Sunday, April 27, 2003

Fan's guide to the Kentucky Derby



By Jim Hannah
The Cincinnati Enquirer

LOUISVILLE - Louisville comes alive every year on the first Saturday in May to celebrate the two greatest minutes in sports - The Kentucky Derby.

If you plan to rub shoulders with people who call themselves Kentucky Colonels, dine on burgoo, sip mint juleps and dress like a Southern Belle or stately gentleman, here are some tips for attending the Run for the Roses.

Getting tickets

Derby tickets get passed down from generation to generation, go to the rich and beautiful and are sometimes at the center of divorce battles.
IF YOU GO
Track officials suggest people arrive early to Churchill Downs. Gates open at 8 a.m. First post is at 11:15 a.m. Derby post will be at 6:04 p.m.
IF YOU DON'T GO
NBC begins its Derby coverage at 5 p.m. The race also will be carried by WCKY-AM (1360). Wagers on the Derby are accepted at Turfway Park in Florence and River Downs in Anderson Township.

Cincinnati ticket brokers randomly surveyed by the Enquirer say they will have tickets to the Derby up until the last minute.

But expect to pay about $175 for the worst reserved seat in the grandstands and up to $3,000 for a seat on Millionaire's Row. Three grand will get you into a sky box reserved for the likes of former presidents, corporate titans and movie stars, with a dress code to match.

A mid-week check on eBay found one entrepreneur trying to peddle a single ticket in Millionaire's Row for $15,000. There were no bidders. There were more reasonable offers on the Internet auction site. Bids for eight reserved seats were at $151.50 with the auction set to continue through Monday.

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"The Derby is huge," said Kevin Hacker, president of Premium Tickets in Cincinnati. "More people attend the Derby than the Super Bowl. It's the closest national event to us here in Cincinnati. There is nothing in this town that compares."

An affordable way to attend the Derby is to buy from the unlimited supply of $40 general admission tickets sold the day of the race.

You won't have a reserved seat, and you might not even see a horse, but you will be able to say you went to the Derby. A ticket gets you access to the paddock area and the infamous infield.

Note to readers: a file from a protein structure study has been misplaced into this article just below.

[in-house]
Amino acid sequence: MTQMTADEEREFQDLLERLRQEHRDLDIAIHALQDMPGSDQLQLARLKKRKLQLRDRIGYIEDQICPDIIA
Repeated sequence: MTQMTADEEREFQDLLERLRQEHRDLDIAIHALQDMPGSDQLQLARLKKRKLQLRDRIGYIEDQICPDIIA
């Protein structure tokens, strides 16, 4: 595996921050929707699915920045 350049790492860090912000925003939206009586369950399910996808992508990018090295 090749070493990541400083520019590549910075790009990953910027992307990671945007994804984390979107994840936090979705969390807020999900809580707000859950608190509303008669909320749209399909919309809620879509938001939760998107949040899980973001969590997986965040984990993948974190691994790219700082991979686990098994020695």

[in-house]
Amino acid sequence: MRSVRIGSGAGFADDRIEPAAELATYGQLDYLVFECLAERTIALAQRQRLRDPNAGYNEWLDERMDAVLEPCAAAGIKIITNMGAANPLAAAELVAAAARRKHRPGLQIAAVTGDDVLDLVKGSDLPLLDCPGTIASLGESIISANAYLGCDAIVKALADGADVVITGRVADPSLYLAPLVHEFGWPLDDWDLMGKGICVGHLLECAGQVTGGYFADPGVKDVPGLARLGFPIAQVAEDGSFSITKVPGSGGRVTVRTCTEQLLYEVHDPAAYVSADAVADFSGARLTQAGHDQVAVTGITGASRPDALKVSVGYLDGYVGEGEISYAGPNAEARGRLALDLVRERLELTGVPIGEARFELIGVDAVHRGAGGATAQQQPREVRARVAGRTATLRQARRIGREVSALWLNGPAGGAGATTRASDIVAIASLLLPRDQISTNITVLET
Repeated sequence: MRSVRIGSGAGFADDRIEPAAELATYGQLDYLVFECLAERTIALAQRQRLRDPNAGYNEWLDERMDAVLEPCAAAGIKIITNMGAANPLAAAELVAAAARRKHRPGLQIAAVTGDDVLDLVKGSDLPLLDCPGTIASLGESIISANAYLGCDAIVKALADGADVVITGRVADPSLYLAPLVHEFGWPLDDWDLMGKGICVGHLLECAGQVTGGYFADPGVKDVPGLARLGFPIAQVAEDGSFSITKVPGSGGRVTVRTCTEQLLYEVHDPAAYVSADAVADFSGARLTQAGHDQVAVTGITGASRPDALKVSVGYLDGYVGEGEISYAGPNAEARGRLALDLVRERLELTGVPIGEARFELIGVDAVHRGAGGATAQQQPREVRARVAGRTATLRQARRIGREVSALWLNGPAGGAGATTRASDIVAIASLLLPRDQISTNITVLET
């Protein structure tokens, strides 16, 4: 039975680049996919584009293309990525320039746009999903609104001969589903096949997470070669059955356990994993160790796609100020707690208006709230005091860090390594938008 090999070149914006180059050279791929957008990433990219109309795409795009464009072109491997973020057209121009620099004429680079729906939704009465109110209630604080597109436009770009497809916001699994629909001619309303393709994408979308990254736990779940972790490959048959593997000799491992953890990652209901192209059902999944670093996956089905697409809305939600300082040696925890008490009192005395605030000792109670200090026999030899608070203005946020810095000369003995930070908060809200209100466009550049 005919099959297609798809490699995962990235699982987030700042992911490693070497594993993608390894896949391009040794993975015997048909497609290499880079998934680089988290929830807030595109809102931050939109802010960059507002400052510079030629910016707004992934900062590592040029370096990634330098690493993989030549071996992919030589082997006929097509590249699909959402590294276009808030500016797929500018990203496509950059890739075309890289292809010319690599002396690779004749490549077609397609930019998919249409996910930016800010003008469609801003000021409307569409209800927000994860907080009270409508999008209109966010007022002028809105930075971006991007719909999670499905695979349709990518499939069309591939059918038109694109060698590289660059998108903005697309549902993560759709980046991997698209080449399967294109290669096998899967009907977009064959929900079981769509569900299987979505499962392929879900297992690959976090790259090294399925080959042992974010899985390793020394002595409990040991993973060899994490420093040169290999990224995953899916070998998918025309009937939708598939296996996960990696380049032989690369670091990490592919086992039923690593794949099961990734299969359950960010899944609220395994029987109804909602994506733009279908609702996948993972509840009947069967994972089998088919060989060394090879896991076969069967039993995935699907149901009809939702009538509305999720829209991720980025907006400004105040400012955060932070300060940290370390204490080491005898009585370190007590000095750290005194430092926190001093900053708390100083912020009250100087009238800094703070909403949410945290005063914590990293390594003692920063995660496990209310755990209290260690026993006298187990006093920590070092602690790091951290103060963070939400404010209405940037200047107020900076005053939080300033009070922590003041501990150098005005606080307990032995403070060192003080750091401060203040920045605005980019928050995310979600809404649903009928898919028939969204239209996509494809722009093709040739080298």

What to wear

Dress seasonally and reasonably. So men, outside of Millionaire's Row or a coveted box seat, forgo the Kenneth Cole-designed black suit, and women, leave your stiletto heels at home. If it's sunny, assume it's going to be hotter than you expected. If it's cloudy and cool, expect it to be colder than you thought.

Men and women should don their Sunday best for reserved seats and the paddock, while anything goes for the infield, including wearing nothing at all.

Everyone should wear comfortable shoes for walking and standing in long lines.

Veteran Derby-goers will tell you the Derby is a marathon: Pace yourself and dress right.

One Derby tradition observed by everyone is the donning of a Derby hat. Hats are typically of Southern Belle style, keeping the face shaded and hair-do intact.

Be aware of pickpockets who prey on people in big crowds. Veteran trackgoers recommend money clips for men.

Wallets repeatedly removed from back pockets in boozy, crowded conditions have been known to be lost or stolen.

What to bring and what to leave home

Leave your umbrella at home if it rains and the suntan lotion in the medicine cabinet if it's sunny. Both will be confiscated at the gate.

A number of items allowed before the Sept. 11 terrorist attacks are now banned.

Guards will not allow patrons to bring in umbrellas, coolers,

thermoses, grills, backpacks, briefcases, luggage and duffel bags. Bottles and cans are banned; this includes all beverage and suntan lotion containers. Pocketknives and scissors are considered weapons and also forbidden. These rules are strictly enforced.

Items allowed include snacks in clear plastic bags (maximum size 18 inches by 18 inches, and no trash bags).

Purses and baby bags are allowed but will be subject to searches that can delay your time in entering. Strollers will be allowed only if accompanied by a child. Mobile phones, cameras and camcorders will be allowed, but patrons are required to turn on electronic items before entering. This is to prove the items are what they appear to be. Binoculars are also acceptable, but leave the carrying case at home. Lawn chairs can be brought in Gate 3 only. Blankets and tarpaulins can be brought in Gates 1 and 3 for infield use only.

How to get there

It is a 100-mile trip south on Interstate 71 to Louisville. Expect the drive to take two hours.

Traffic in and around the Downs is gridlock on Derby Day. There are numerous street closings near the track, and there is no parking at the historic track. There are several shuttle buses to the Downs.

The best parking option is at the Kentucky Derby and Exposition Hall, commonly referred to as the fairgrounds. You take a $10 round-trip shuttle to the Downs.

To get to the fairgrounds from I-71, merge onto Interstate 264 west via exit No. 5 on your left. Take the Crittenden Drive exit, No. 11, toward the airport/fair and expo center.

Go less than a quarter of a mile and take the ramp toward the Fair and Expo center. Stay straight and merge onto Freedom Way. The entrance to the fairgrounds is straight ahead.

The continuous shuttle service begins at 7:30 a.m. The last bus leaves Churchill Downs at 8:30 p.m. Round-trip tickets can be purchased at the Freedom Hall ticket office beginning at 7:30 a.m. No one-way tickets will be sold. Boarding is in front of Freedom Hall. Parking at the fairgrounds is free, courtesy of the Downs.